Ripple effects are owners (more likely to be singles or a single parent with one child) of micro-condos have to proportionately pay more house taxes, education taxes, mortgage interest and real estate fees on less house and possibly less take home pay for biggest lifetime expense.  When it is sold, will seller recoup buying price?

Builders will argue that it is more expensive to develop (5 to 10 percent more per square foot)  and operate (i.e., increased trash pickup because of higher occupancy, $5 more per square foot) micro-condos than conventional units because of the planning, etc. required to fit everything into the small spaces.  However, this reasoning flies in the face of logic when it is known that bathrooms and large gourmet kitchens plus expensive outside amenities are some of the most expensive parts of housing.  Two or two and half baths and large gourmet kitchens in a house or condo surely should balance out some of the expense of developing micro-units.  Also, many more micro-units can be developed in same space occupied by average sized or large housing units.

When question was asked in focus groups why senior singles have to pay more their spaces on one income than senior married or coupled persons, the answer was that singles pay more because they are using more space.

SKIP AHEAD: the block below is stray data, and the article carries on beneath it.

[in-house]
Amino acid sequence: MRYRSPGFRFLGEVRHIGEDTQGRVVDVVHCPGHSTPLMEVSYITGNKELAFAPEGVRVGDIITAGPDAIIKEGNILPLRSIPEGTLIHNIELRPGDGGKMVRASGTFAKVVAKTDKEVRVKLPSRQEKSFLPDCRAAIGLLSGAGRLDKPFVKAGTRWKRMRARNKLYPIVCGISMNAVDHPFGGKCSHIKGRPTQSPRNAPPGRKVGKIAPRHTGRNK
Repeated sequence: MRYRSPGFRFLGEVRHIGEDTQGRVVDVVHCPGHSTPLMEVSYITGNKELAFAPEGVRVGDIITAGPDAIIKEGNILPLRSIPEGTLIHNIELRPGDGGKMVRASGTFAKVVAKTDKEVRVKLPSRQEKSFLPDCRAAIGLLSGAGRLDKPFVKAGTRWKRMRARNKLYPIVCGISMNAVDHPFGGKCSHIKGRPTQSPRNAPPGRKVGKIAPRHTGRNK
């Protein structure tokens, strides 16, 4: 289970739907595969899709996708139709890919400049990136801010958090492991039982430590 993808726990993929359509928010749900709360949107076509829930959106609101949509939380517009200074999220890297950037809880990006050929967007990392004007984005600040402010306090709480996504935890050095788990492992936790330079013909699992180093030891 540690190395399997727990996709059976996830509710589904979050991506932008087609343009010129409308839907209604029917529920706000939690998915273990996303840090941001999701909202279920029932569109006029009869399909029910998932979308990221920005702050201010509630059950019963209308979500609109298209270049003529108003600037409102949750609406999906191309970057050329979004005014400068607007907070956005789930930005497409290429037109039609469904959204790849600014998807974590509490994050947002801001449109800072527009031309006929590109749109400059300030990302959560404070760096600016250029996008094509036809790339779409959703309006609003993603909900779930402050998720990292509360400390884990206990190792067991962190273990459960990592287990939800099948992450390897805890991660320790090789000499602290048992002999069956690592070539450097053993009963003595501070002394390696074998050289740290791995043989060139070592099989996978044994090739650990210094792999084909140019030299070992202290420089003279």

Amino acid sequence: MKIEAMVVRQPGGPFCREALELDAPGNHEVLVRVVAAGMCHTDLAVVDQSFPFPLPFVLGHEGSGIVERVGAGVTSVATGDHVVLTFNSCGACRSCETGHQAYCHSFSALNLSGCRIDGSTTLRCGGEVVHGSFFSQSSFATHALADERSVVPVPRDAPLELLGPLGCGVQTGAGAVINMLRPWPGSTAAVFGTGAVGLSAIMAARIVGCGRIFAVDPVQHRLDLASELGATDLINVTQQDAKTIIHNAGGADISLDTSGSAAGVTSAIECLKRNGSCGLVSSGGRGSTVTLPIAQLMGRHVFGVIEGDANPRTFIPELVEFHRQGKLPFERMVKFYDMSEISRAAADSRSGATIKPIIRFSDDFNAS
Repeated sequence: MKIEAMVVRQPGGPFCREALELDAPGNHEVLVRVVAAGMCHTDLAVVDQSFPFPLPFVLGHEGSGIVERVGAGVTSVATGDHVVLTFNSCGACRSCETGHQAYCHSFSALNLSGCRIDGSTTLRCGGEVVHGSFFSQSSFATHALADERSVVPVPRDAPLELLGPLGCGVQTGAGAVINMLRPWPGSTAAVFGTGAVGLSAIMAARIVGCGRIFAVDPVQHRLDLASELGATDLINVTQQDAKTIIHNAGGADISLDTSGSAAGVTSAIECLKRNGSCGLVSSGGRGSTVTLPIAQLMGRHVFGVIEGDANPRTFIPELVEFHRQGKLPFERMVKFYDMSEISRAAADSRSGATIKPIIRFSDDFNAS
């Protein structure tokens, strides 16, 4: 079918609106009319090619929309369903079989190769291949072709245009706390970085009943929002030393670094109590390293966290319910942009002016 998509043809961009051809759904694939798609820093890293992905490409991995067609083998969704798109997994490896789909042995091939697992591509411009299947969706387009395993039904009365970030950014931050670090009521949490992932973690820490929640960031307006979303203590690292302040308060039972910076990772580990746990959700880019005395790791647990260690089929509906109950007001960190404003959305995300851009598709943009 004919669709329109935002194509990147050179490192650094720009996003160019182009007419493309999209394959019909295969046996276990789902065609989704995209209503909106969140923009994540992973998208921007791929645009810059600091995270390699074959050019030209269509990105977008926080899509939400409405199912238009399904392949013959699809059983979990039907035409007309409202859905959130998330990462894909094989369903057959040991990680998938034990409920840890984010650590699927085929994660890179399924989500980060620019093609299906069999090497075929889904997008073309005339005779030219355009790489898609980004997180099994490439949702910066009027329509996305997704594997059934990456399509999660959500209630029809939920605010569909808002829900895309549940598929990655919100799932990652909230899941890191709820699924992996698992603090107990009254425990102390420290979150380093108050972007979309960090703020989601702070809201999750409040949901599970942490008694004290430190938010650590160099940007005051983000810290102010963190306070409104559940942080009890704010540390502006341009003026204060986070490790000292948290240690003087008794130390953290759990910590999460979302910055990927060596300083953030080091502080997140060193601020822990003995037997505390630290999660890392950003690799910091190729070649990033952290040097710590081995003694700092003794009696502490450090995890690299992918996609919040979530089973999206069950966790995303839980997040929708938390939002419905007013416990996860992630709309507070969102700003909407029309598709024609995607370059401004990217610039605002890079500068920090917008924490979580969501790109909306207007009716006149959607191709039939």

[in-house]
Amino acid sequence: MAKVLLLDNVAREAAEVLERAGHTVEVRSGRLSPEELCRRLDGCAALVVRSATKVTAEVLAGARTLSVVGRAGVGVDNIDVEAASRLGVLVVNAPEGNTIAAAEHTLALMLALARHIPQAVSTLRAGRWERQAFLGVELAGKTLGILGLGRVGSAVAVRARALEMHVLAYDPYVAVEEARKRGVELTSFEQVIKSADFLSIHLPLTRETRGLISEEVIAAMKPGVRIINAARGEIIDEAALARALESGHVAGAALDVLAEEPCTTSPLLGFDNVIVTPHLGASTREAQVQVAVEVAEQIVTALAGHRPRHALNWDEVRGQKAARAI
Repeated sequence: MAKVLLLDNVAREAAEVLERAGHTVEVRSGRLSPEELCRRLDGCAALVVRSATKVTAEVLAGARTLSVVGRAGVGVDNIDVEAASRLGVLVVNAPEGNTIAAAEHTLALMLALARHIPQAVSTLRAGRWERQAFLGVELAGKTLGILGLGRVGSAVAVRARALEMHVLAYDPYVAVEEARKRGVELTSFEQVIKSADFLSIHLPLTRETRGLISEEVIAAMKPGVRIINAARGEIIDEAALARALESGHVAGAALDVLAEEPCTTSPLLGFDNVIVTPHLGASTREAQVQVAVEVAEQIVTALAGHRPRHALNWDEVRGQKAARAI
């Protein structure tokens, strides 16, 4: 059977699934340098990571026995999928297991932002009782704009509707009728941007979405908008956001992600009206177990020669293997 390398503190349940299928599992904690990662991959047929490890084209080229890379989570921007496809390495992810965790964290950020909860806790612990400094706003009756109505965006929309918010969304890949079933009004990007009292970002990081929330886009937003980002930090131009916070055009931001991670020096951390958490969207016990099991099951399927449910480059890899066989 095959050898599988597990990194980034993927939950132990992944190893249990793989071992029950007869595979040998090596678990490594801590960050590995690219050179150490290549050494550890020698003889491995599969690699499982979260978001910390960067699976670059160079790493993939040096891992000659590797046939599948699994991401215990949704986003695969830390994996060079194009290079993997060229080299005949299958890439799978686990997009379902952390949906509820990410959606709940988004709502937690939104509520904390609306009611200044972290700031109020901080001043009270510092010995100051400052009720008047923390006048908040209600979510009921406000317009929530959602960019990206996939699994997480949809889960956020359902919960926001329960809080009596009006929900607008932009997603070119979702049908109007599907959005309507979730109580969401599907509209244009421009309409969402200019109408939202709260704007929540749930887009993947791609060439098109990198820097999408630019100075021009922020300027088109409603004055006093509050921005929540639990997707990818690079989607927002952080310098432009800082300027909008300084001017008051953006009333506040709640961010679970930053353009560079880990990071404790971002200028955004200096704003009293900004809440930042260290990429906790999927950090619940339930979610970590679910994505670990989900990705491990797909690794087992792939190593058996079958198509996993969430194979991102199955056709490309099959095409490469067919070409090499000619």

Does anyone understand the juxtaposition and absurdity of these two scenarios? First, singles are told they only need smaller spaces while paying more for them and then as seniors, they are told they are using too much space and, therefore, have to pay more for them.   Singles will never achieve financial fairness for housing throughout their entire life cycle of adulthood and as seniors until criteria for housing remains the same throughout the cycle.

Same premise for pricing of housing can be applied to renting (deserve).  Singles (persons more likely to rent small spaces) have to pay more for these spaces because that is what present business and societal principles dictate.  The smaller the rental unit, the larger the applied dollar rental per square foot of the rental unit.